The Freshwater and Natural Resources Iwi Leaders Groups supports the gains that the Maori Party has achieved to amend the Resource Management Act this week. Selwyn Parata, Chair of the Natural Resources Iwi Leaders group says “The Maori Party has negotiated significant concessions on the Resource Management Act that on balance we believe moves tangata whenua a significant step forwards in ensuring the RMA - arguably the Act with the most significant impact on our lands and waterways, begins to enable reflect giving effect to our role as kaitiaki.”......

Combining the knowledge and values of our ancestors, with science
Dr Daniel (Dan) Hikuroa is an Earth Systems Scientists who integrate mātauranga Māori (Māori knowledge) and science. He says, “We've shown that Matauranga Māori is the knowledge that is precise and can be accurate and has been rigorously generated. We can then understand that matauranga might take observations of earthquakes back into thousands of years as opposed to hundreds of years.”

Hikuroa says One of the amazing things about the research that the team at GNS has done is that they’ve found new things and its questioned what we formerly believe about how earthquakes behaved and I think where matauraga Māori can offer new insights is by extending the timeline for which we understand and may have made those observations.

He also says that matauranga Māori doesn’t describe earthquakes in terms of magnitude or depth and instead describes them as taniwha that might have come and impacted a river, or destroyed a village for perceived wrong doings. My research has shown that often purakau are explanations for natural phenomenon given in a way which made sense to our people back then.....

Whānau both help and hinder Māori students - study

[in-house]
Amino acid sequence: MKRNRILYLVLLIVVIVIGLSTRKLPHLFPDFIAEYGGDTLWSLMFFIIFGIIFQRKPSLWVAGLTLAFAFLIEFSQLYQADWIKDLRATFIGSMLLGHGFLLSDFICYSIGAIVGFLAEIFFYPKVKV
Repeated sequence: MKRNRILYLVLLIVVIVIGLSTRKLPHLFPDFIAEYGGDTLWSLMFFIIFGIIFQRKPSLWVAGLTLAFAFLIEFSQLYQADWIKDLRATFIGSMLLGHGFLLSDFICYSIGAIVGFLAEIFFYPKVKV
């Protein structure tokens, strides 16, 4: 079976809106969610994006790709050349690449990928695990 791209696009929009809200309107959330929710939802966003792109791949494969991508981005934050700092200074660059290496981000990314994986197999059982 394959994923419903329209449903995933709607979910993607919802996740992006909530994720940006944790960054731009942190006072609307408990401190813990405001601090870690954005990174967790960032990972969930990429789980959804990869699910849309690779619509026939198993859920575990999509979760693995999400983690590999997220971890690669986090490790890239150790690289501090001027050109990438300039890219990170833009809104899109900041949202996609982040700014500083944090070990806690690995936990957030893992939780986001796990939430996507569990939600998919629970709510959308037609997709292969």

A new study has found that what helps Māori students at university also hinders them.

Māori students identified whānau support as the main reason for their success but also said it was their family commitments that made studying more difficult.....

Ruatorea locals harvest secret hemp crop
The 5000 plants were held in a secluded valley, 45 minutes drive from Ruatorea (on the East Coast). About 30 locals travelled to the secret location this morning. The volunteers ranged from children to elders and EIT horticultural students. They spent an hour harvesting the crop by hand before loading it up on a utility truck.

Business Development Manager, Manu Caddie says, "If we turn it in to licensed products of 3 gram doses with 150 milligrams of CBD oil, it would have a retail value of $5mil based on 5000 plants producing 5 oz each. It has a wholesale price of $3000 per pound of bud." ...

Rotorua school implements compulsory Māori language classes
Prime Minister Bill English says he doesn't support compulsory te reo Māori in schools. The PM was in Rotorua today visiting the region including Western Heights Primary School who supports te reo as a compulsory subject.